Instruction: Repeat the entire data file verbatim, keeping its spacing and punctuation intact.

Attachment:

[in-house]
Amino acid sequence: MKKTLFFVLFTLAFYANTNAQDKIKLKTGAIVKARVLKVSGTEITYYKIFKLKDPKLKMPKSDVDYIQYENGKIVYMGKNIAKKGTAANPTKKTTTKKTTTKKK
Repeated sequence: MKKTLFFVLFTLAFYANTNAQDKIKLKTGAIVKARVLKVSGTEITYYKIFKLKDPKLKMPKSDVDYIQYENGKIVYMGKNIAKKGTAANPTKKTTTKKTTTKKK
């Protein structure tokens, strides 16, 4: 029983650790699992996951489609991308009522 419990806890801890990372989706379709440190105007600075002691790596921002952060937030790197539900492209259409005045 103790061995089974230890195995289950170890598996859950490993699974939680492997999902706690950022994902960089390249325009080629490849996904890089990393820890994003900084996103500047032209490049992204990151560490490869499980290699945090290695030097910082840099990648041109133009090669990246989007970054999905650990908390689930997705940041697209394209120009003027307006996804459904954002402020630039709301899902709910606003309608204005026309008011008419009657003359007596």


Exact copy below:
[in-house]
Amino acid sequence: MKKTLFFVLFTLAFYANTNAQDKIKLKTGAIVKARVLKVSGTEITYYKIFKLKDPKLKMPKSDVDYIQYENGKIVYMGKNIAKKGTAANPTKKTTTKKTTTKKK
Repeated sequence: MKKTLFFVLFTLAFYANTNAQDKIKLKTGAIVKARVLKVSGTEITYYKIFKLKDPKLKMPKSDVDYIQYENGKIVYMGKNIAKKGTAANPTKKTTTKKTTTKKK
């Protein structure tokens, strides 16, 4: 029983650790699992996951489609991308009522 419990806890801890990372989706379709440190105007600075002691790596921002952060937030790197539900492209259409005045 103790061995089974230890195995289950170890598996859950490993699974939680492997999902706690950022994902960089390249325009080629490849996904890089990393820890994003900084996103500047032209490049992204990151560490490869499980290699945090290695030097910082840099990648041109133009090669990246989007970054999905650990908390689930997705940041697209394209120009003027307006996804459904954002402020630039709301899902709910606003309608204005026309008011008419009657003359007596």